The 2019-2029 Citywide Plan and the business section of the zoning regulations contain green infrastructure incentives for development such as green roofs, rain gardens, solar panels, as well as stormwater management and low impact development goals and actions.
Sustainability and Resiliency Planning
Norwalk’s Citywide Plan heavily focuses on both smart growth and sustainable land development through preserving existing environmental resources. As part of this emphasis, the City will be drafting a climate action plan for Norwalk in the future. The Planning and Zoning Office has already adjusted its staff to include a Land Use Planner to work on environmental issues facing the city and the department has taken many steps towards sustainability through regulation changes. The City is also working on a regional level as a part of Western Connecticut Council of Governments COG's Regional Hazard Mitigation Plan.
Recycling Additional Materials and Composting Organics
A Food Waste Prevention and Food Scraps Recovery Campaign was developed providing residential food scrap collection at the Norwalk Transfer Station and the Rowayton Community Center. Since the campaign began in July 2020, almost 20,000lbs in food scraps have been composted.
Growing Sustainable and Affordable Housing Options
The City of Norwalk has increased the percentage of affordable units in the city from 11.83% in 2014 to 12.75% in 2018, and most currently to 13.15% in 2019. Norwalk requires that any development over 20 units in most areas and 12 units in downtown areas include workforce housing units, and is looking at lowering that threshold to be any development over 10 units This will allow the City to further expand the amount of newly constructed affordable units in Norwalk which are in high demand. The 2019-2029 Citywide Plan continues this push for affordable housing with goals to provide more diverse housing options and encourage mixed-income developments in the City.
Support of the Arts and Creative Culture
Norwalk has a very active Arts Commission that promotes arts and culture throughout Norwalk via activities, a website and an art inventory. In 2017, the Arts Commission appointed Norwalk's first Poet Laureate, Laurel S. Peterson, and the current Poet Laureate is Bill P. Hayden. A recent art project for Martin Luther K Boulevard has been recommended for full funding this fiscal year by the Mayor.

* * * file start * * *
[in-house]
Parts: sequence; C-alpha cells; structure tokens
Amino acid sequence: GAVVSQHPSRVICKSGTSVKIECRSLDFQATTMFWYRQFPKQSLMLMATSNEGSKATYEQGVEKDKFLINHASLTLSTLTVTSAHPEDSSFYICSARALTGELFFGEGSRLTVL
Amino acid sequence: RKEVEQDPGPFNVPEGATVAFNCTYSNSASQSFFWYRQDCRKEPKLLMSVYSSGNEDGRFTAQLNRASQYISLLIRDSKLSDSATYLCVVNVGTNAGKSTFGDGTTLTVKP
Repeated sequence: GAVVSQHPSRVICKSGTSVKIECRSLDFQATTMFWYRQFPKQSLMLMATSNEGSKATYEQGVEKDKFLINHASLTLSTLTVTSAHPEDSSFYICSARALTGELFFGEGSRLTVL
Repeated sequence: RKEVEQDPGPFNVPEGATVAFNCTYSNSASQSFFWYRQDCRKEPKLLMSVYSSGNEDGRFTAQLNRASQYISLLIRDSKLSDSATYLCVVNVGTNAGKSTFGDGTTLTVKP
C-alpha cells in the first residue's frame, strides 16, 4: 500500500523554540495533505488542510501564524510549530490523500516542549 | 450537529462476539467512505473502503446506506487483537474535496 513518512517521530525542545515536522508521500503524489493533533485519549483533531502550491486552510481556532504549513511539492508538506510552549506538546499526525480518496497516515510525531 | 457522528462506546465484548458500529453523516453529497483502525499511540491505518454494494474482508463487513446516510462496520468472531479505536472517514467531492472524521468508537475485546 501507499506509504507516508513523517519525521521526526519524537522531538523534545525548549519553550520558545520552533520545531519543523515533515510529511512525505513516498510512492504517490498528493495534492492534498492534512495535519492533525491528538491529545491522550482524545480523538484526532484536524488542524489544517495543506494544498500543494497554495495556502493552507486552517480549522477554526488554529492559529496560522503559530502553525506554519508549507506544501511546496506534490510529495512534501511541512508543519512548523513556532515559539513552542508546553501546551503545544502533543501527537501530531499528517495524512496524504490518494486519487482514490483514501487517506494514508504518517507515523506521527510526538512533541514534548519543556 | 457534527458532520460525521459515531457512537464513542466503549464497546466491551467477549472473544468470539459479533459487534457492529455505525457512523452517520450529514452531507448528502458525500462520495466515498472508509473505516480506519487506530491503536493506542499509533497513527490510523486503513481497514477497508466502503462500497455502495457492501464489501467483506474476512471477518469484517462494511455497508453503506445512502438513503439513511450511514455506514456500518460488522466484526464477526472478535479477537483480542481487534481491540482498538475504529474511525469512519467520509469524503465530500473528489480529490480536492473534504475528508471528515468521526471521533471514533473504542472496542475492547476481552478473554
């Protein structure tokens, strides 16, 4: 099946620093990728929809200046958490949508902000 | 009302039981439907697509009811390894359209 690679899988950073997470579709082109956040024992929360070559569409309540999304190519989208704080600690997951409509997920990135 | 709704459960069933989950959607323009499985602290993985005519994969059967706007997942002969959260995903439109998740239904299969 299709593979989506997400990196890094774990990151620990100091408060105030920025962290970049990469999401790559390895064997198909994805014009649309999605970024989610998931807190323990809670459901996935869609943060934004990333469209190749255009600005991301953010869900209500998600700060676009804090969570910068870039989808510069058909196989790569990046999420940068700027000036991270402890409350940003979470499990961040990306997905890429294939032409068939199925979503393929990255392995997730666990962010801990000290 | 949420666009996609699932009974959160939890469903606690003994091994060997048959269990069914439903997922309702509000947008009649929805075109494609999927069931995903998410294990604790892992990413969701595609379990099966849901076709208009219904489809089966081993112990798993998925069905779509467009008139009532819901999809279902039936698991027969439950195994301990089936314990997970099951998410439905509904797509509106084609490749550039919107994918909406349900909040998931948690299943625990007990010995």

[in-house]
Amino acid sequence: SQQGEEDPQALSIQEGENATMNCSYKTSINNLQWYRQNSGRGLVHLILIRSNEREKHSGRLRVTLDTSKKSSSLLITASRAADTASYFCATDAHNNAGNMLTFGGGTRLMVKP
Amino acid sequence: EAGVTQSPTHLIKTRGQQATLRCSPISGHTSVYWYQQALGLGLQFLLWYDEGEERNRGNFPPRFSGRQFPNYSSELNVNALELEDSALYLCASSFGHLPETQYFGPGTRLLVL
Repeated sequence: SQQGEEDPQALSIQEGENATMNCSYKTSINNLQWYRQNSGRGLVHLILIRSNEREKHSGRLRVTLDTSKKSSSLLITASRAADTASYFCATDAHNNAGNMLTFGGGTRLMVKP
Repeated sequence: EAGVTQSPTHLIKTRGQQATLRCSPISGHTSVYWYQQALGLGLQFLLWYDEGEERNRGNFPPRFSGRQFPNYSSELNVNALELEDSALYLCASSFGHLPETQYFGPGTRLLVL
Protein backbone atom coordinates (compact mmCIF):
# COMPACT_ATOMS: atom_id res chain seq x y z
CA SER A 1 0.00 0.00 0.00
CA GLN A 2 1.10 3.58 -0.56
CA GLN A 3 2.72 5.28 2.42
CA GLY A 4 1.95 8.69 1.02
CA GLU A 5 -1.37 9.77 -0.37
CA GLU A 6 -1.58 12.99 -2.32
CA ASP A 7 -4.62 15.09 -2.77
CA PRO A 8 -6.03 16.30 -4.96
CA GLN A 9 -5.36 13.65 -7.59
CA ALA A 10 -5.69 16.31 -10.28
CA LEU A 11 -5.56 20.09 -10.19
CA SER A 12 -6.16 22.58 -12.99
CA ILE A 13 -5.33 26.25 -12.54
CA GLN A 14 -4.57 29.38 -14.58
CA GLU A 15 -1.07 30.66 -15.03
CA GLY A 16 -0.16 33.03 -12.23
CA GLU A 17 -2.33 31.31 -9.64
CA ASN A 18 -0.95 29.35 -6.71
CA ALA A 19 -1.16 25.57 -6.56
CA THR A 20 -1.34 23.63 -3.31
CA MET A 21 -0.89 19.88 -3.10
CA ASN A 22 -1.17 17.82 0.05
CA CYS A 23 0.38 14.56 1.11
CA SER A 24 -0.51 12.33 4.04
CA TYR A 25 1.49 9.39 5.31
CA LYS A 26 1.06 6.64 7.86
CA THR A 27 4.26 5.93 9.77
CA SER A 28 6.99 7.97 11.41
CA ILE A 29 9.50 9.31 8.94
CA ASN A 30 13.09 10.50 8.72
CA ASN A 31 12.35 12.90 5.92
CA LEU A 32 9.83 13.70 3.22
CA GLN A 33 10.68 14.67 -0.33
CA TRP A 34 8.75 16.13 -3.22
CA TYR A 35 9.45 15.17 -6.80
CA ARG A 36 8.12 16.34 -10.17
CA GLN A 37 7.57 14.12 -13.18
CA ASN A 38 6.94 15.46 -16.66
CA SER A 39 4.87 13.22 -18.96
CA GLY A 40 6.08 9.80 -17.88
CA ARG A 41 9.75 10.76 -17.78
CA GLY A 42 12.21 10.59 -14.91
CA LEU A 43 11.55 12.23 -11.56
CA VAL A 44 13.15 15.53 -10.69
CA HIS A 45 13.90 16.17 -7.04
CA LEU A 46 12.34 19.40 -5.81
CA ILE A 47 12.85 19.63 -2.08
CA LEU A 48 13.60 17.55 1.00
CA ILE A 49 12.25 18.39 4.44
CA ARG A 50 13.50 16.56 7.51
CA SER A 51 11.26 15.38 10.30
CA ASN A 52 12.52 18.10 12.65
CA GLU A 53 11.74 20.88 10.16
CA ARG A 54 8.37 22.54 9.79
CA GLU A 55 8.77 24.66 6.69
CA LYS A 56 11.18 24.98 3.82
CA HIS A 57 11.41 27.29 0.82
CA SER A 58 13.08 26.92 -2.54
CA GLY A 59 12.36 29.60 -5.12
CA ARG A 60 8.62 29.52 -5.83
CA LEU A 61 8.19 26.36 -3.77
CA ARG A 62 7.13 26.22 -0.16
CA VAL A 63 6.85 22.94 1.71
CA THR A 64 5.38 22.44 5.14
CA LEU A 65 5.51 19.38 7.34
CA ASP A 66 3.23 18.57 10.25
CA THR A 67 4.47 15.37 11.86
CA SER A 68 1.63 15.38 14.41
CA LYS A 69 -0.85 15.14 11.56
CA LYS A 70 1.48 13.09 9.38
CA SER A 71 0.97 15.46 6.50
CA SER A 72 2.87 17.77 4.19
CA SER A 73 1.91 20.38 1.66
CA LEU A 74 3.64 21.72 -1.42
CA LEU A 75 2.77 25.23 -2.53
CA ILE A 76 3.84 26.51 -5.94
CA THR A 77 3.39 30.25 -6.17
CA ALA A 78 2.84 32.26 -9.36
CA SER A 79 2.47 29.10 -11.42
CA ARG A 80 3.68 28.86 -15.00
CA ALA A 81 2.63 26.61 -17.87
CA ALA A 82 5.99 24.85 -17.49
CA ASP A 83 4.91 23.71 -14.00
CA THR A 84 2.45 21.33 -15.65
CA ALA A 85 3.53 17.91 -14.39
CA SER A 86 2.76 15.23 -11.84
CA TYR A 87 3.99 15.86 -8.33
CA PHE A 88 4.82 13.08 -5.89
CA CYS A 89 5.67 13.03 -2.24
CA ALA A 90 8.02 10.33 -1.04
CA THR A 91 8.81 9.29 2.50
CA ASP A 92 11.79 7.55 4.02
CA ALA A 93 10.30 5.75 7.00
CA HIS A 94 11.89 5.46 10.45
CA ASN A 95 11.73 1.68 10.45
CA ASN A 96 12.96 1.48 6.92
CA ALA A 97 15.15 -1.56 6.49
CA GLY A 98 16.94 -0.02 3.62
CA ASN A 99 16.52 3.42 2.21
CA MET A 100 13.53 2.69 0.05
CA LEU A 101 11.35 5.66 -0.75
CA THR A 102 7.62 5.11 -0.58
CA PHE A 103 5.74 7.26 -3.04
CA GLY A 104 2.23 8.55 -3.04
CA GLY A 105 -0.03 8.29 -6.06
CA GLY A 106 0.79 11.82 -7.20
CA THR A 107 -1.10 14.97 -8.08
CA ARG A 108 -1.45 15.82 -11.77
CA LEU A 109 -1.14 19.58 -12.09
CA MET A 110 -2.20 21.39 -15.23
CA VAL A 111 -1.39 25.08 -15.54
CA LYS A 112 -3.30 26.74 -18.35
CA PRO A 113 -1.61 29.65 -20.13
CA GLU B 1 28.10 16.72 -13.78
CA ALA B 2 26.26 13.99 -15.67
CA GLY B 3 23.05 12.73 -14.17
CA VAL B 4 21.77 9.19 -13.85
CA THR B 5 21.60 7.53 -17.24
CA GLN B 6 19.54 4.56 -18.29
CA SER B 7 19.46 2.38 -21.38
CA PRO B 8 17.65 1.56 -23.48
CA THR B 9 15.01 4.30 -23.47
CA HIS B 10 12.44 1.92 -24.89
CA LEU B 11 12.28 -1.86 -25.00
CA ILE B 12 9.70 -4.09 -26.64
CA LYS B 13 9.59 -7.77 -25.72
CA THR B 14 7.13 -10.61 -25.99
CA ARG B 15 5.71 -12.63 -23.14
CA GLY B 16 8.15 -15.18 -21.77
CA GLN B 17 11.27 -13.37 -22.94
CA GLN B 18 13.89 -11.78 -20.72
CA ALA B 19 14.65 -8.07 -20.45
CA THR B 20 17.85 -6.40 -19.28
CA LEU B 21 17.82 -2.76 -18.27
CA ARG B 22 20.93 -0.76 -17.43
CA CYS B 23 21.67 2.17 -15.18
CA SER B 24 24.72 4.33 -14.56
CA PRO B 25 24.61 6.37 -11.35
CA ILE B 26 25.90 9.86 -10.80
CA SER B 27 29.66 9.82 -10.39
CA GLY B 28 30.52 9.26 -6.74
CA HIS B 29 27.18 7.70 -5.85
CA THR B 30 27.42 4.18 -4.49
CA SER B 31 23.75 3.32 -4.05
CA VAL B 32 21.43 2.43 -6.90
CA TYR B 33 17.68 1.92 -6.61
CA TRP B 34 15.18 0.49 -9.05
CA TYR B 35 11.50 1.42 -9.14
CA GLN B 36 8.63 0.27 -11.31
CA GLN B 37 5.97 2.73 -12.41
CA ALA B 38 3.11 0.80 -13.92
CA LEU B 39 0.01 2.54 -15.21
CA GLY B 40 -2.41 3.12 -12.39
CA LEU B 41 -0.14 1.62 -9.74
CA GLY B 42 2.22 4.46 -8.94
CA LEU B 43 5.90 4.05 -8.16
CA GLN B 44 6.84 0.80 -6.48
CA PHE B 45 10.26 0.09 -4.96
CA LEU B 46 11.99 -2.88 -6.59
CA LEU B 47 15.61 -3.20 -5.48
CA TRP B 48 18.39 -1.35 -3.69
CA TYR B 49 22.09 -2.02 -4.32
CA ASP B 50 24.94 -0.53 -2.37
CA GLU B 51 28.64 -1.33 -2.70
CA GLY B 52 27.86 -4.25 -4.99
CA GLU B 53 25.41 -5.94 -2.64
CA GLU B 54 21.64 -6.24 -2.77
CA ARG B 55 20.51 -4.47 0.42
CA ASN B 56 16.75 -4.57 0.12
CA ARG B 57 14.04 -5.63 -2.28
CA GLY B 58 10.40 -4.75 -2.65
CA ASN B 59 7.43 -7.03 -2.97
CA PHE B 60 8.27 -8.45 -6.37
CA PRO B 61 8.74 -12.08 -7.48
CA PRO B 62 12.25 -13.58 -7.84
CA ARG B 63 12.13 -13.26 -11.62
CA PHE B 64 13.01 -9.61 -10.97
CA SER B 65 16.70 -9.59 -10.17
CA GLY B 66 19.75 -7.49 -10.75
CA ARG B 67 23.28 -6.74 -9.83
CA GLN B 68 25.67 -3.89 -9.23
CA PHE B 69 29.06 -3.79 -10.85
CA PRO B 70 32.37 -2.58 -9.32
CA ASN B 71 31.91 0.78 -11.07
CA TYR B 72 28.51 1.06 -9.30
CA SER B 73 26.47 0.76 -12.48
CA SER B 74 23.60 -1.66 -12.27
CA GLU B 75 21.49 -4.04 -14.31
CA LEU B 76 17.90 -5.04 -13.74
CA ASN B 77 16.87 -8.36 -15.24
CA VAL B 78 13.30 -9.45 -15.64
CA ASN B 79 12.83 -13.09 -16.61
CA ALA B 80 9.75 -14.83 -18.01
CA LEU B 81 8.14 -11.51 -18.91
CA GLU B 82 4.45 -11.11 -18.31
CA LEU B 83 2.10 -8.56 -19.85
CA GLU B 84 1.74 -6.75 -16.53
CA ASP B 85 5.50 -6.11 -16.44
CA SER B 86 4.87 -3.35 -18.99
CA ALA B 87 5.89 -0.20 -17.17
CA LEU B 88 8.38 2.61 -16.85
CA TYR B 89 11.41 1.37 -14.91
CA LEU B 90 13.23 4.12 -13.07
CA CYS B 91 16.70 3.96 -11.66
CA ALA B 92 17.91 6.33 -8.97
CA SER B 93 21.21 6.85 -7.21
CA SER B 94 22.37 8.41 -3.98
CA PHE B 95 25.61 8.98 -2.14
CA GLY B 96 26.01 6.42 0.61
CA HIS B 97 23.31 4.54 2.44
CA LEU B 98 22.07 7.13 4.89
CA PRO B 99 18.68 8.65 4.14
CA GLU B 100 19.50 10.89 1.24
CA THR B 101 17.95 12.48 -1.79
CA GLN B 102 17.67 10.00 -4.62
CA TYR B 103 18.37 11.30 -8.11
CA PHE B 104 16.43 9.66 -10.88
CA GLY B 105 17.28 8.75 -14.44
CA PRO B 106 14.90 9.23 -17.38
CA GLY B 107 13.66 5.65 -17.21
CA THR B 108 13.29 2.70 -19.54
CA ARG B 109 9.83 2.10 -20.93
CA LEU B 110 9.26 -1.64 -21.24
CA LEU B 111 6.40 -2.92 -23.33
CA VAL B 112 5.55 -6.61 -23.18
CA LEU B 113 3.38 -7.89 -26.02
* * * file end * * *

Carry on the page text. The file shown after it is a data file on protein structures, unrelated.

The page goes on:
What is Sustainability Certification?
To be eligible for sustainability certification, communities must have accomplished significant goals in nine sustainability impact areas, including community building, thriving local economies and vibrant arts and culture, clean transportation and diverse housing. In addition, certified municipalities must have addressed issues of belonging, equity, diversity and inclusion when implementing sustainability actions.
Collectively, sixty-one municipalities, over 36% of the state’s communities, have earned a Sustainable CT certification. Certification lasts for three years, with submissions rigorously evaluated by independent experts and other Sustainable CT partners.
About Sustainable CT
Sustainable CT, managed under the leadership of the Institute for Sustainable Energy at Eastern Connecticut State University, includes actions that help towns and cities build community connection, social equity, and long-term resilience.
Sustainable CT is independently funded, with strong support from its three founding funders: the Emily Hall Tremaine Foundation, the Common Sense Fund, and the Smart Seed Fund. Additional support is provided by: the Community Foundation of Eastern Connecticut, Connecticut Community Foundation, Fairfield County Community Foundation, Main Street Community Foundation, and other sponsors.
For more information, visit sustainablect.org